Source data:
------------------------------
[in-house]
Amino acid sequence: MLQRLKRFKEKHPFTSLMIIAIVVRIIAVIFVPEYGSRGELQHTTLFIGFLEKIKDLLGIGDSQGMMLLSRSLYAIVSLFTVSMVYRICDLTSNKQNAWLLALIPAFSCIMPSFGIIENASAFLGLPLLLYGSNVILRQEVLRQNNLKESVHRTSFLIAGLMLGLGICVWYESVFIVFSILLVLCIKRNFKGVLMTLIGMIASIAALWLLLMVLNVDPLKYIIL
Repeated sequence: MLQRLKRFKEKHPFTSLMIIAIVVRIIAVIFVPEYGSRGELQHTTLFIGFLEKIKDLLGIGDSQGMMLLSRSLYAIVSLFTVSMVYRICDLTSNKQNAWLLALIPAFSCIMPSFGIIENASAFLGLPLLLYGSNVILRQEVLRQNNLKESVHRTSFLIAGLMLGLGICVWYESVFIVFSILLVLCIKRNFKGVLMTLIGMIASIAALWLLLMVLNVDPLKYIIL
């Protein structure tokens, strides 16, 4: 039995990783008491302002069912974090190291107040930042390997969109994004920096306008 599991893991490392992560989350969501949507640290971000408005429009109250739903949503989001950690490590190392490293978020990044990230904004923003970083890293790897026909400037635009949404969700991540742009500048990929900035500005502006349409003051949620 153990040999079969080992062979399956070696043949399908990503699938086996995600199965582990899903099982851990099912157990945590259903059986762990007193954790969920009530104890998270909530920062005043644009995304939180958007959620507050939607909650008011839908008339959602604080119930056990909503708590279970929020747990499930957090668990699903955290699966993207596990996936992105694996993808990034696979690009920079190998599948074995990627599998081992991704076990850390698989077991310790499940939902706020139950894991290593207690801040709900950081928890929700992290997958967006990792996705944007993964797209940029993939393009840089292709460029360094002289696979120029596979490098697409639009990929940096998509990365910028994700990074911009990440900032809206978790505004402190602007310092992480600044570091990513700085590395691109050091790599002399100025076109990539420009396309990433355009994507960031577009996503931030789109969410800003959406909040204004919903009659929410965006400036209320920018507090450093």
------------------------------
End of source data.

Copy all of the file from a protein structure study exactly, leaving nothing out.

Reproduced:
[in-house]
Amino acid sequence: MLQRLKRFKEKHPFTSLMIIAIVVRIIAVIFVPEYGSRGELQHTTLFIGFLEKIKDLLGIGDSQGMMLLSRSLYAIVSLFTVSMVYRICDLTSNKQNAWLLALIPAFSCIMPSFGIIENASAFLGLPLLLYGSNVILRQEVLRQNNLKESVHRTSFLIAGLMLGLGICVWYESVFIVFSILLVLCIKRNFKGVLMTLIGMIASIAALWLLLMVLNVDPLKYIIL
Repeated sequence: MLQRLKRFKEKHPFTSLMIIAIVVRIIAVIFVPEYGSRGELQHTTLFIGFLEKIKDLLGIGDSQGMMLLSRSLYAIVSLFTVSMVYRICDLTSNKQNAWLLALIPAFSCIMPSFGIIENASAFLGLPLLLYGSNVILRQEVLRQNNLKESVHRTSFLIAGLMLGLGICVWYESVFIVFSILLVLCIKRNFKGVLMTLIGMIASIAALWLLLMVLNVDPLKYIIL
């Protein structure tokens, strides 16, 4: 039995990783008491302002069912974090190291107040930042390997969109994004920096306008 599991893991490392992560989350969501949507640290971000408005429009109250739903949503989001950690490590190392490293978020990044990230904004923003970083890293790897026909400037635009949404969700991540742009500048990929900035500005502006349409003051949620 153990040999079969080992062979399956070696043949399908990503699938086996995600199965582990899903099982851990099912157990945590259903059986762990007193954790969920009530104890998270909530920062005043644009995304939180958007959620507050939607909650008011839908008339959602604080119930056990909503708590279970929020747990499930957090668990699903955290699966993207596990996936992105694996993808990034696979690009920079190998599948074995990627599998081992991704076990850390698989077991310790499940939902706020139950894991290593207690801040709900950081928890929700992290997958967006990792996705944007993964797209940029993939393009840089292709460029360094002289696979120029596979490098697409639009990929940096998509990365910028994700990074911009990440900032809206978790505004402190602007310092992480600044570091990513700085590395691109050091790599002399100025076109990539420009396309990433355009994507960031577009996503931030789109969410800003959406909040204004919903009659929410965006400036209320920018507090450093």